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Time Barred Suit To Be Dismissed Even If Limitation Not Specifically Pleaded

Raya Banerjee ,
  30 May 2024       Share Bookmark

Court :
Supreme Court of India
Brief :

Citation :
SLP(Civil) No. 4237 of 2015 SLP(Civil) Nos. 23143- 23144 of 2016


S. Shivraj Reddy(died) THR HIS LRS & Anr vs. S. Raghuraj Reddy & Ors


May 16, 2024


Hon’ble Mr. Justice B. R. Gavai

Hon’ble Mr. Justice Sandeep Mehta 


Appellant: S. Shivraj Reddy 

Respondent: S. Raghuraj Reddy 


The case involved disagreements over partnership businesses and their dissolution, account rendition, and the applicability of statutes of limitations. The case concerned several parties, each with a different role within the partnership firms, and it centred on interpreting pertinent laws and court decisions.


The Partnership Act, 1932:

  • Section 42: It deals with changes in partnership.
  • Section 42(c): It specifically addresses the liability of incoming partners for pre-existing debts.

The Limitations Act:

  • Section 3: It establishes timeframe for filing legal actions after the occurrence of a cause of action.


  • The case concerned Civil Appeals , SLP (Civil) No. 4237 of 2015 and SLP (Civil) Os. 23143-23144 of 2016.
  • It concerned disagreements about accounting and partnership business separation.
  • A ruling of the Hyderabad Division Bench of the High Court of Andhra Pradesh was contested by SLP (Civil) No. 4237 of 2015.
  • The disagreement stemmed from the requirement to provide accounts and the dissolution of a partnership firm.
  • The appellants contended that the case was limited by statute of limitations as the partnership firm dissolves automatically when one of its partners passes away.
  • Similar concerns about the dissolution of partnership firms and the rendering of accounts were brought up in Civil Appeal SLP (Civil) Nos. 23143-23144 of 2016.


What was the primary issue raised in the case regarding the suits seeking dissolution of partnership firms and rendition of accounts?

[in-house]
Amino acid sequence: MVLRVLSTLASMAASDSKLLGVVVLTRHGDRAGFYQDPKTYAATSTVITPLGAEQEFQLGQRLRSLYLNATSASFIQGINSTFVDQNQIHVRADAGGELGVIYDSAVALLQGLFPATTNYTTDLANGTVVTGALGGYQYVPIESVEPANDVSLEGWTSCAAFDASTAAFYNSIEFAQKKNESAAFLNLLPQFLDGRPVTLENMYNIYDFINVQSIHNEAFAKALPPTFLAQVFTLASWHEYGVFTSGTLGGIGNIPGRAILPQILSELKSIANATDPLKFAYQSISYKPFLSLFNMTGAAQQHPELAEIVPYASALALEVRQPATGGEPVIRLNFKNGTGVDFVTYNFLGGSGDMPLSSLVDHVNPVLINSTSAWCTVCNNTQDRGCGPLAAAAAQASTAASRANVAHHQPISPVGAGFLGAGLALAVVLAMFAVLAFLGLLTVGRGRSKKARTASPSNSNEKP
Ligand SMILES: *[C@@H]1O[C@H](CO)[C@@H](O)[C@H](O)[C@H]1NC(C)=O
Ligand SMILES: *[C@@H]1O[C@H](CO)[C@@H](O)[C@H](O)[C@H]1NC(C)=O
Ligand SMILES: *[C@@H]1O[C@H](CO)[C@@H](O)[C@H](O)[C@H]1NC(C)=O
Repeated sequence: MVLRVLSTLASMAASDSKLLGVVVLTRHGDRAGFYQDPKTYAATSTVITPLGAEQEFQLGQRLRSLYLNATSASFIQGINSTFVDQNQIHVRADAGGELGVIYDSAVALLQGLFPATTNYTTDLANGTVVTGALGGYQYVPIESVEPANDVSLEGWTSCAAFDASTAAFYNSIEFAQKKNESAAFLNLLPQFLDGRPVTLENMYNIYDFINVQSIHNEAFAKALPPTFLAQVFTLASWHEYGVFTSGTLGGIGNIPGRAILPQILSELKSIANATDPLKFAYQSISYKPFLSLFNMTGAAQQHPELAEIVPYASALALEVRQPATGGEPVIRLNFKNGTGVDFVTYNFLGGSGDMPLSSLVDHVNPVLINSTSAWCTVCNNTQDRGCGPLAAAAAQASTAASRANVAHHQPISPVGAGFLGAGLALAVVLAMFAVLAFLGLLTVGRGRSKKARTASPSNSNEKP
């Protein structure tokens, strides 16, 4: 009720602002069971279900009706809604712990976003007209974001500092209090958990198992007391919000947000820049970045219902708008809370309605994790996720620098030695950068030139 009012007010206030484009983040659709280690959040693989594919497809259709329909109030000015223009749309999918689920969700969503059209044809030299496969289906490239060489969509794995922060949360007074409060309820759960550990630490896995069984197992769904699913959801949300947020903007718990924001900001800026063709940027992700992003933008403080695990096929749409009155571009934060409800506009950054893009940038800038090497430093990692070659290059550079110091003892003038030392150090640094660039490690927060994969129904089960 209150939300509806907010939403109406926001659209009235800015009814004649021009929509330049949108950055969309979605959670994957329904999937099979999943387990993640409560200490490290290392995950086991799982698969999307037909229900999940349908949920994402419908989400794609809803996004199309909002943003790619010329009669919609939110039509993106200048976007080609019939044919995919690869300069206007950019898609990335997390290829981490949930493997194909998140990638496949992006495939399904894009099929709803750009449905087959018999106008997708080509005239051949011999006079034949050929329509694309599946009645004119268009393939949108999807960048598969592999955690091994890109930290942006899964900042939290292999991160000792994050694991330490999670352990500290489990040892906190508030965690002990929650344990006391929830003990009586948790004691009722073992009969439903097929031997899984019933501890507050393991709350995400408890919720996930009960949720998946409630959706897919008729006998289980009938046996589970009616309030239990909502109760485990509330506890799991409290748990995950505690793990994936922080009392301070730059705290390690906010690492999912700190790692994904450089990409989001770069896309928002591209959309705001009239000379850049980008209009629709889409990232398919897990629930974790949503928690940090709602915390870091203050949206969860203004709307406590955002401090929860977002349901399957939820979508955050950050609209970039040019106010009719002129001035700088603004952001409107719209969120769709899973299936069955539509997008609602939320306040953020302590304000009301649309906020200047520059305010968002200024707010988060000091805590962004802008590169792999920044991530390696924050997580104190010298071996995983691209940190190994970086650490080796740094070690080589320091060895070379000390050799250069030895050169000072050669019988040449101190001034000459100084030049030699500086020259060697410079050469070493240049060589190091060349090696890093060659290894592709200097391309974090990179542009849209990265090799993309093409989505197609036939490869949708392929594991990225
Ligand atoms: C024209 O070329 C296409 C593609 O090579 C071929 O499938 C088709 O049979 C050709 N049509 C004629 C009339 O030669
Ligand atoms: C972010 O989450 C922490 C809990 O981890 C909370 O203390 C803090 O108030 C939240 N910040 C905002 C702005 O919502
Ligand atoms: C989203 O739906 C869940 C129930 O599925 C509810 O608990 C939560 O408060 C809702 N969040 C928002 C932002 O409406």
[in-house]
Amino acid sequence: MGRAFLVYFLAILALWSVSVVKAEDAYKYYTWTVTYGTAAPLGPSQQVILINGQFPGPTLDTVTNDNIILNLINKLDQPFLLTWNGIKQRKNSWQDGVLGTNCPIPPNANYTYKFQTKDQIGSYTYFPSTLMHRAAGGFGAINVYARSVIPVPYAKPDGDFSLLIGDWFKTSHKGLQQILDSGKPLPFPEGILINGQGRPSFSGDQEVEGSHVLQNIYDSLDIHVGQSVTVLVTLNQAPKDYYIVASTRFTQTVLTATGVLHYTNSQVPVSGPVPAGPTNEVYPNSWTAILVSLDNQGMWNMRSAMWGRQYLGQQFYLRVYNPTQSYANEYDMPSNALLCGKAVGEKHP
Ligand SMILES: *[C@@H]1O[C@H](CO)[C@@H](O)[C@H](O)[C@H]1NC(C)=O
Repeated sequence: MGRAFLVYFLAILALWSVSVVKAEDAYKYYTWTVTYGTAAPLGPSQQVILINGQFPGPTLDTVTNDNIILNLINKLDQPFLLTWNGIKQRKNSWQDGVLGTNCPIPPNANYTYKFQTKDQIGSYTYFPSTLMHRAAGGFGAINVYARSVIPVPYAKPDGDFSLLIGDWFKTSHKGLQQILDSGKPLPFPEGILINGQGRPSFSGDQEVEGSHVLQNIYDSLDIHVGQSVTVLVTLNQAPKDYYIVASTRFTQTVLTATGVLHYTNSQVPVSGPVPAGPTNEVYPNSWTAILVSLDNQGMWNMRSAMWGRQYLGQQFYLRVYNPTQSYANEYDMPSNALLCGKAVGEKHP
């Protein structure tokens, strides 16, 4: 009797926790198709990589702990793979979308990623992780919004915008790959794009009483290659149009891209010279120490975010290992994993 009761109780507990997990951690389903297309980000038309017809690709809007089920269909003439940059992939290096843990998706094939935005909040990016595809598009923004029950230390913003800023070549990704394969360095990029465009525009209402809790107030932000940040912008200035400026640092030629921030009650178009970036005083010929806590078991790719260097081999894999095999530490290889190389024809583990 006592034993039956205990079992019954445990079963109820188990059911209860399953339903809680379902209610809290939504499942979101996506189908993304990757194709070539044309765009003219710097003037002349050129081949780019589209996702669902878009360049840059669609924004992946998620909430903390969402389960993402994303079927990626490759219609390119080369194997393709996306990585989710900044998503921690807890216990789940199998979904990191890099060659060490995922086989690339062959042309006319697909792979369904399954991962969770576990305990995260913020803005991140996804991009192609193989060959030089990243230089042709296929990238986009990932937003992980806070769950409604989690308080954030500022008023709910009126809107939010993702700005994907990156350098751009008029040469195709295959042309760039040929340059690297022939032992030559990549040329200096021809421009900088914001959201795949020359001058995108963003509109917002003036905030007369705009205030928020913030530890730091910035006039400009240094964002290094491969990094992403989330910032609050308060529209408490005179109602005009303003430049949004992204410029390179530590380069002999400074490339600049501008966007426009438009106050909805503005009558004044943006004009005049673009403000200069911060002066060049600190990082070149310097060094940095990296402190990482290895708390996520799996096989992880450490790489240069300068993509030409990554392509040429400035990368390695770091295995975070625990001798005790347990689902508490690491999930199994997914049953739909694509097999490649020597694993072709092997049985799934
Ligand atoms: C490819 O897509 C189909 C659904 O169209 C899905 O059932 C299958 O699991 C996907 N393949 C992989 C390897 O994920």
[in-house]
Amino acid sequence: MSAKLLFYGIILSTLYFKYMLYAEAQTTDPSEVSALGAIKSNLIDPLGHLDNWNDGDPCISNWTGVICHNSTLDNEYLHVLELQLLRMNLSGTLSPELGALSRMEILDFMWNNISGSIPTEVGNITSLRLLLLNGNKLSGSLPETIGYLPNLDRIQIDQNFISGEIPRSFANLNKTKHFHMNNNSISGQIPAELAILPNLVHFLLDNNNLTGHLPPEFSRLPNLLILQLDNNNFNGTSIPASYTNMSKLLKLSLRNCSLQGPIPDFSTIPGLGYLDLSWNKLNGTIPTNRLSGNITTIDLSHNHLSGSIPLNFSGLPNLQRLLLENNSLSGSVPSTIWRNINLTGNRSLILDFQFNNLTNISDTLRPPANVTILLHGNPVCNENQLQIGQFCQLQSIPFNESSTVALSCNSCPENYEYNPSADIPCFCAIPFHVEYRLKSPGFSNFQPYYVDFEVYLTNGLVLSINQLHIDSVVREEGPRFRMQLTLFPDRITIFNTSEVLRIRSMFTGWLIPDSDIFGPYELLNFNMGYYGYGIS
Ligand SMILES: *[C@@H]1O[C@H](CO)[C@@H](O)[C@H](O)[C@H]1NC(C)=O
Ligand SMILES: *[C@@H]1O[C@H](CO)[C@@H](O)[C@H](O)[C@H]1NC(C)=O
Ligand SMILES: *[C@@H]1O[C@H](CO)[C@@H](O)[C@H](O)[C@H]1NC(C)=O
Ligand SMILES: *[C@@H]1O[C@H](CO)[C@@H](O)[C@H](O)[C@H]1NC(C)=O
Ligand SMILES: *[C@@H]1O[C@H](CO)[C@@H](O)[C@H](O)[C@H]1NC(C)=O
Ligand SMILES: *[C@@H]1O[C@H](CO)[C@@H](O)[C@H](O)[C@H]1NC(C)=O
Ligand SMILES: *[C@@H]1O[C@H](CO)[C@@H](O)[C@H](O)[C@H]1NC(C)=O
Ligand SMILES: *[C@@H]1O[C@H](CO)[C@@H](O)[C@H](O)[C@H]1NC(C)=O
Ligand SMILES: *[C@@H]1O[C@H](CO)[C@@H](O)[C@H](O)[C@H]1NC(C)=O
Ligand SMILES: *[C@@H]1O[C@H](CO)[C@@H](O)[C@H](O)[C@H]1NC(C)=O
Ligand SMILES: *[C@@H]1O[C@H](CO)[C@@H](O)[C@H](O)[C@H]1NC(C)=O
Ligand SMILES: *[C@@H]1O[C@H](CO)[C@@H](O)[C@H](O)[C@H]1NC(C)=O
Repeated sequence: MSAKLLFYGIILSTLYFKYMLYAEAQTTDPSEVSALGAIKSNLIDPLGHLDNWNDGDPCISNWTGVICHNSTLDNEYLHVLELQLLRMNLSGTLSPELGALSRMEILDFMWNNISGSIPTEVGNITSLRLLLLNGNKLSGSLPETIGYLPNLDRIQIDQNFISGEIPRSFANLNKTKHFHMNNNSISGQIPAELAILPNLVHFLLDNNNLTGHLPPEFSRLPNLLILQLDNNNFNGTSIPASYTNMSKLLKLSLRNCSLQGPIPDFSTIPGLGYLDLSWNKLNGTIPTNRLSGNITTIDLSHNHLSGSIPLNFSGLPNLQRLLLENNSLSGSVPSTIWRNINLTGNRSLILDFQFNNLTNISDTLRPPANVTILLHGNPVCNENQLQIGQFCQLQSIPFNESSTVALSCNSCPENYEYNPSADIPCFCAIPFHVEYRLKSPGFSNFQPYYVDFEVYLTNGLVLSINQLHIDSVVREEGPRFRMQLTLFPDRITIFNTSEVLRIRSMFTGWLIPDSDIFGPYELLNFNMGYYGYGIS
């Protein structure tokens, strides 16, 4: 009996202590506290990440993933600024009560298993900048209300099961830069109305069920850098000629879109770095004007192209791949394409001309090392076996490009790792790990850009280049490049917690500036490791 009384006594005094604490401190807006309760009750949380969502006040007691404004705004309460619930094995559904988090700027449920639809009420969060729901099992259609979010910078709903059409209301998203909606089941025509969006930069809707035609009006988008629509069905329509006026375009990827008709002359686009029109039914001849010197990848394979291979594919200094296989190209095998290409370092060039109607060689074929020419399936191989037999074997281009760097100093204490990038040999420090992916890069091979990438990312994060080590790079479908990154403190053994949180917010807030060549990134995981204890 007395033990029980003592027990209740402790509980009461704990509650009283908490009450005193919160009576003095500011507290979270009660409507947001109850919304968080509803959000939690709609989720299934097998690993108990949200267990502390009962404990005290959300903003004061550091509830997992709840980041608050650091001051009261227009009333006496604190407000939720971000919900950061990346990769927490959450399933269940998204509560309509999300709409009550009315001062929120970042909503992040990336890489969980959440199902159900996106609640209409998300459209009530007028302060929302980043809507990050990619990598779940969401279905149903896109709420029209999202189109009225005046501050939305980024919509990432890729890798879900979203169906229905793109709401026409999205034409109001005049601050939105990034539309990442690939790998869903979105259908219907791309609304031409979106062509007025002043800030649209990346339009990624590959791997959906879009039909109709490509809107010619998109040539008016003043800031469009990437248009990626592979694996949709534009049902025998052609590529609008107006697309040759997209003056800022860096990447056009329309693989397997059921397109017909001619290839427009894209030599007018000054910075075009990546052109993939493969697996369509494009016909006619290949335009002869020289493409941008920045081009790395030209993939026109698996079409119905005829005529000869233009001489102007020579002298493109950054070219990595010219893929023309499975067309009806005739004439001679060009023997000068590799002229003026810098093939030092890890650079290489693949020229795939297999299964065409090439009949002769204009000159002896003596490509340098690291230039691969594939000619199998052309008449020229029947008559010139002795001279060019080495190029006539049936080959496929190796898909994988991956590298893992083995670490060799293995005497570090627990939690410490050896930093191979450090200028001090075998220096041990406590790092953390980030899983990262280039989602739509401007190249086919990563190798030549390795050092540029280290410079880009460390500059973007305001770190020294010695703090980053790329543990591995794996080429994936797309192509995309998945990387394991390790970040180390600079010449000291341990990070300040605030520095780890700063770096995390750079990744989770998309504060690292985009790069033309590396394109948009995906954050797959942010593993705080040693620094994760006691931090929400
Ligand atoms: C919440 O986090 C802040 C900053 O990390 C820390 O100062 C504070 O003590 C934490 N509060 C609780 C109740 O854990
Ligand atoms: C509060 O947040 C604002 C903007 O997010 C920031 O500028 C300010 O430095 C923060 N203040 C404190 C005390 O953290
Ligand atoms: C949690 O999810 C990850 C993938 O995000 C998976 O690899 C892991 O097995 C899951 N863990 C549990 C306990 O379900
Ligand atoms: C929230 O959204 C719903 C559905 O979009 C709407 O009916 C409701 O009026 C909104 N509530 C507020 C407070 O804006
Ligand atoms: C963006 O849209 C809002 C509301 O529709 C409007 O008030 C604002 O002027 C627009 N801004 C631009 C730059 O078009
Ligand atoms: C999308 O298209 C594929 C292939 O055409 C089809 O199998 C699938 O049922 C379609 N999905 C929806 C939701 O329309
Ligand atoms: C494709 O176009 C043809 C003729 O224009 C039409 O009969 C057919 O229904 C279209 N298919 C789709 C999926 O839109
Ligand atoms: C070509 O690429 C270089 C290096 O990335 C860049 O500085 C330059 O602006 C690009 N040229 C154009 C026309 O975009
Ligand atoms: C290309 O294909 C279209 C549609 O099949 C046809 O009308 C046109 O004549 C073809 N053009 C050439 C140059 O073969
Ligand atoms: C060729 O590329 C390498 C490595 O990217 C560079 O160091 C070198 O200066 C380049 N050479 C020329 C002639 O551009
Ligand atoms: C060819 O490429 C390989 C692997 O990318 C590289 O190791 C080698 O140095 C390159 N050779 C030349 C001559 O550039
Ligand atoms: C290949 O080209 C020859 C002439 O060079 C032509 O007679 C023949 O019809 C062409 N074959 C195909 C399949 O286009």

• The appellant contended that the respondent’s 1996 case for dissolution and rendition of accounts was filed in conjunction with the death of one of the partners in 1984, which caused the firm to dissolve automatically under Section 42(c) of the Partnership act.
  • The appellant argued that the learned Single Judge erred in taking into consideration the plea of limitation because it had not been brought up during the trial court’s proceedings.
  • It was established law that, regardless of whether the defence of limitation was asserted, courts had to dismiss any complaint filed after the allotted amount of time.
  • As a partnership at will, the appellant emphasised, the death of a partner had resulted in the automatic dissolution of the company.
  • The appellant claimed that the issue filed in 1996 was limited by statute of limitations due to the firm’s demise in 1984.
  • The appellant contended that the contested ruling, which supported the firm’s dissolution and ordered the rendition of accounts, was unlawful and ought to have been overturned.


  • The respondent contended that the claim that the company automatically disbanded when one of its partners passed away was not true.
  • They cited records that demonstrated how the company carried on with its operations following the partner’s passing.
  • Respondent further argued that the question of limitation should not have been considered at the appellant stage because it was not brought up by the trial court.


SLP(CIVIL) No. 4237 of 2015:

  • Leave was granted by the Supreme Court .
  • It overturned the judgement rendered by the Division Bench, which had approved LPA No. 47 of 2002. 
  • The court decided that the case was time-barred and upheld the ruling of the single judge.

 SLP (Civil) Nos. 23143-23144 of 2016:

  • The Supreme Court granted the leave.
  • The Division Bench’s decision to reject LPA No. 37 of 2002 and approve LPA No. 48 of 2002 was upheld by the court, dismissing the appeals against it.
  • It upheld the ruling made by the High Court about the firm’s dissolution and account rendering.


In conclusion, the appeals contesting partnership firm’s dissolution were dismissed, the court decided. Nothing about the rulings and decisions made by the lower courts bothered them. The lower court’s concurrent judgements on the facts precluded the need for the appeals. The court thus rejected the appeals and maintained the rulings of the lower courts.

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